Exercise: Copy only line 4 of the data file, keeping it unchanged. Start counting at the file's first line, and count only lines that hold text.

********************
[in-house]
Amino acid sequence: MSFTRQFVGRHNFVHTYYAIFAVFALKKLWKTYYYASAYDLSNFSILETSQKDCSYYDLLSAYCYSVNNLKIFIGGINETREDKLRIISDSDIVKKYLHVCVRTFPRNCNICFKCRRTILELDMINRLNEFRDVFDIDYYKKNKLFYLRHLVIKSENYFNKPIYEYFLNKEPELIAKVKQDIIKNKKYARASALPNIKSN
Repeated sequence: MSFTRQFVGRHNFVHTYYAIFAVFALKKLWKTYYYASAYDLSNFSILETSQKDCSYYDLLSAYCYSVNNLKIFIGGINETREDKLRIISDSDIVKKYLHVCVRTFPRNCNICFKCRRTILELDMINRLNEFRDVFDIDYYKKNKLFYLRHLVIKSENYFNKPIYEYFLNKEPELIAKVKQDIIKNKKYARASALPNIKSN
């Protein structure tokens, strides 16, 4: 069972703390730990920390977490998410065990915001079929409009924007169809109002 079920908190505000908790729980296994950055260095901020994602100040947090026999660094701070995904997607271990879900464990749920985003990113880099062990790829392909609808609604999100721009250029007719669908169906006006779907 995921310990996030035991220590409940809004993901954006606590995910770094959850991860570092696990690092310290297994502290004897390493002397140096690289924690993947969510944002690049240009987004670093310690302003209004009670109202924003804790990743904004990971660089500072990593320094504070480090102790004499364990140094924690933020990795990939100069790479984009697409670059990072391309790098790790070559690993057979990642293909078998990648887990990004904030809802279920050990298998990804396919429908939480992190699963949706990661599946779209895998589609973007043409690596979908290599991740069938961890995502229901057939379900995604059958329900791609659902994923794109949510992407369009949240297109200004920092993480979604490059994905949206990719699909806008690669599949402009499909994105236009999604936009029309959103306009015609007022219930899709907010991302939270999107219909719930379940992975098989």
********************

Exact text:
């Protein structure tokens, strides 16, 4: 069972703390730990920390977490998410065990915001079929409009924007169809109002 079920908190505000908790729980296994950055260095901020994602100040947090026999660094701070995904997607271990879900464990749920985003990113880099062990790829392909609808609604999100721009250029007719669908169906006006779907 995921310990996030035991220590409940809004993901954006606590995910770094959850991860570092696990690092310290297994502290004897390493002397140096690289924690993947969510944002690049240009987004670093310690302003209004009670109202924003804790990743904004990971660089500072990593320094504070480090102790004499364990140094924690933020990795990939100069790479984009697409670059990072391309790098790790070559690993057979990642293909078998990648887990990004904030809802279920050990298998990804396919429908939480992190699963949706990661599946779209895998589609973007043409690596979908290599991740069938961890995502229901057939379900995604059958329900791609659902994923794109949510992407369009949240297109200004920092993480979604490059994905949206990719699909806008690669599949402009499909994105236009999604936009029309959103306009015609007022219930899709907010991302939270999107219909719930379940992975098989």